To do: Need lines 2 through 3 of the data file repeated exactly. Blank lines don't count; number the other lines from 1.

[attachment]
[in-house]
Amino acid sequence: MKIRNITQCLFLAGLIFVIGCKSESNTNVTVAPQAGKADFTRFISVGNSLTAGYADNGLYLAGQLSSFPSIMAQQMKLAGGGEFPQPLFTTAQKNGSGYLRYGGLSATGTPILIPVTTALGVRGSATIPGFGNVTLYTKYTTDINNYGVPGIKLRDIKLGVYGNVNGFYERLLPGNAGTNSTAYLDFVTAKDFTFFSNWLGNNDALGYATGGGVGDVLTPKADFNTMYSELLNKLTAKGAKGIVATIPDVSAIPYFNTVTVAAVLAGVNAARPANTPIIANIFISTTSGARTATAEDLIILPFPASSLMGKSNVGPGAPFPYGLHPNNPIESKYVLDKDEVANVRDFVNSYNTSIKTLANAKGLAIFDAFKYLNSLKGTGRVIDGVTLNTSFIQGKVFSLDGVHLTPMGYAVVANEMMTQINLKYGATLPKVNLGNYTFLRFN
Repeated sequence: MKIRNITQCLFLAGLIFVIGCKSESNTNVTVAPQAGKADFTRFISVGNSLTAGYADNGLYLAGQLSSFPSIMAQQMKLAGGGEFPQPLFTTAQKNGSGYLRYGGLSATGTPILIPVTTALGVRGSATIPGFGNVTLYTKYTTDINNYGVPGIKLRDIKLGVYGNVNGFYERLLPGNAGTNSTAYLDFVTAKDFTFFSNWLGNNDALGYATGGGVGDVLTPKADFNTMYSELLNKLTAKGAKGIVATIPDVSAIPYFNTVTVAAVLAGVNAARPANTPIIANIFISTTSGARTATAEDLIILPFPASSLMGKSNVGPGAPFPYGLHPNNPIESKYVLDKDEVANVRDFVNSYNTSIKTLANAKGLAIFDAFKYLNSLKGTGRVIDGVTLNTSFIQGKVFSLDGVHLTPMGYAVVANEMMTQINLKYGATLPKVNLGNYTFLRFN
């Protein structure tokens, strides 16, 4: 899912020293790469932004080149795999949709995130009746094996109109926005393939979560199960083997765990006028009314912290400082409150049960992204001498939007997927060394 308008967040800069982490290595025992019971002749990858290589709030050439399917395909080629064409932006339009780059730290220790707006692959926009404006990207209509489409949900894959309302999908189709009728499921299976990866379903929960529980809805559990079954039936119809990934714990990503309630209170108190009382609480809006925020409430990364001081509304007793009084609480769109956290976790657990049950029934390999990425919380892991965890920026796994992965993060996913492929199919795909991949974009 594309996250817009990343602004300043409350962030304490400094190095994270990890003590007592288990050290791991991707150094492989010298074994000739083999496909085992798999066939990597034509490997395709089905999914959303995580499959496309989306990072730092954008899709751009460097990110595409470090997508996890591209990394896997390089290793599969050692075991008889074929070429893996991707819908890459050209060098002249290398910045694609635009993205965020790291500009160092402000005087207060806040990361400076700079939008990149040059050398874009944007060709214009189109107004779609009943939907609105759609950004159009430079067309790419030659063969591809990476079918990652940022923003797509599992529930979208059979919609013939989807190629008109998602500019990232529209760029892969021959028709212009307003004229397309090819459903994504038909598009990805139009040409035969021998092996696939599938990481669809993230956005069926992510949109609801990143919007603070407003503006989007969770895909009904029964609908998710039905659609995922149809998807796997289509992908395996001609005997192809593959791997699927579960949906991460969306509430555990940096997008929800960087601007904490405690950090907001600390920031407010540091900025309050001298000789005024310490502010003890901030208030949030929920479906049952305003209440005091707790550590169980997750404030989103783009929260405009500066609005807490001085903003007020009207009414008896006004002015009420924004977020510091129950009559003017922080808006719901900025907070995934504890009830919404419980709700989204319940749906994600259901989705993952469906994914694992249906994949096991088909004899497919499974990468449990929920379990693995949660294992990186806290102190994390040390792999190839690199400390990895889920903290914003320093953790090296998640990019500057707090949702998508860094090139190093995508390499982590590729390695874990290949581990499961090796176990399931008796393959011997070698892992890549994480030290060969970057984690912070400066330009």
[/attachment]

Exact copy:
Amino acid sequence: MKIRNITQCLFLAGLIFVIGCKSESNTNVTVAPQAGKADFTRFISVGNSLTAGYADNGLYLAGQLSSFPSIMAQQMKLAGGGEFPQPLFTTAQKNGSGYLRYGGLSATGTPILIPVTTALGVRGSATIPGFGNVTLYTKYTTDINNYGVPGIKLRDIKLGVYGNVNGFYERLLPGNAGTNSTAYLDFVTAKDFTFFSNWLGNNDALGYATGGGVGDVLTPKADFNTMYSELLNKLTAKGAKGIVATIPDVSAIPYFNTVTVAAVLAGVNAARPANTPIIANIFISTTSGARTATAEDLIILPFPASSLMGKSNVGPGAPFPYGLHPNNPIESKYVLDKDEVANVRDFVNSYNTSIKTLANAKGLAIFDAFKYLNSLKGTGRVIDGVTLNTSFIQGKVFSLDGVHLTPMGYAVVANEMMTQINLKYGATLPKVNLGNYTFLRFN
Repeated sequence: MKIRNITQCLFLAGLIFVIGCKSESNTNVTVAPQAGKADFTRFISVGNSLTAGYADNGLYLAGQLSSFPSIMAQQMKLAGGGEFPQPLFTTAQKNGSGYLRYGGLSATGTPILIPVTTALGVRGSATIPGFGNVTLYTKYTTDINNYGVPGIKLRDIKLGVYGNVNGFYERLLPGNAGTNSTAYLDFVTAKDFTFFSNWLGNNDALGYATGGGVGDVLTPKADFNTMYSELLNKLTAKGAKGIVATIPDVSAIPYFNTVTVAAVLAGVNAARPANTPIIANIFISTTSGARTATAEDLIILPFPASSLMGKSNVGPGAPFPYGLHPNNPIESKYVLDKDEVANVRDFVNSYNTSIKTLANAKGLAIFDAFKYLNSLKGTGRVIDGVTLNTSFIQGKVFSLDGVHLTPMGYAVVANEMMTQINLKYGATLPKVNLGNYTFLRFN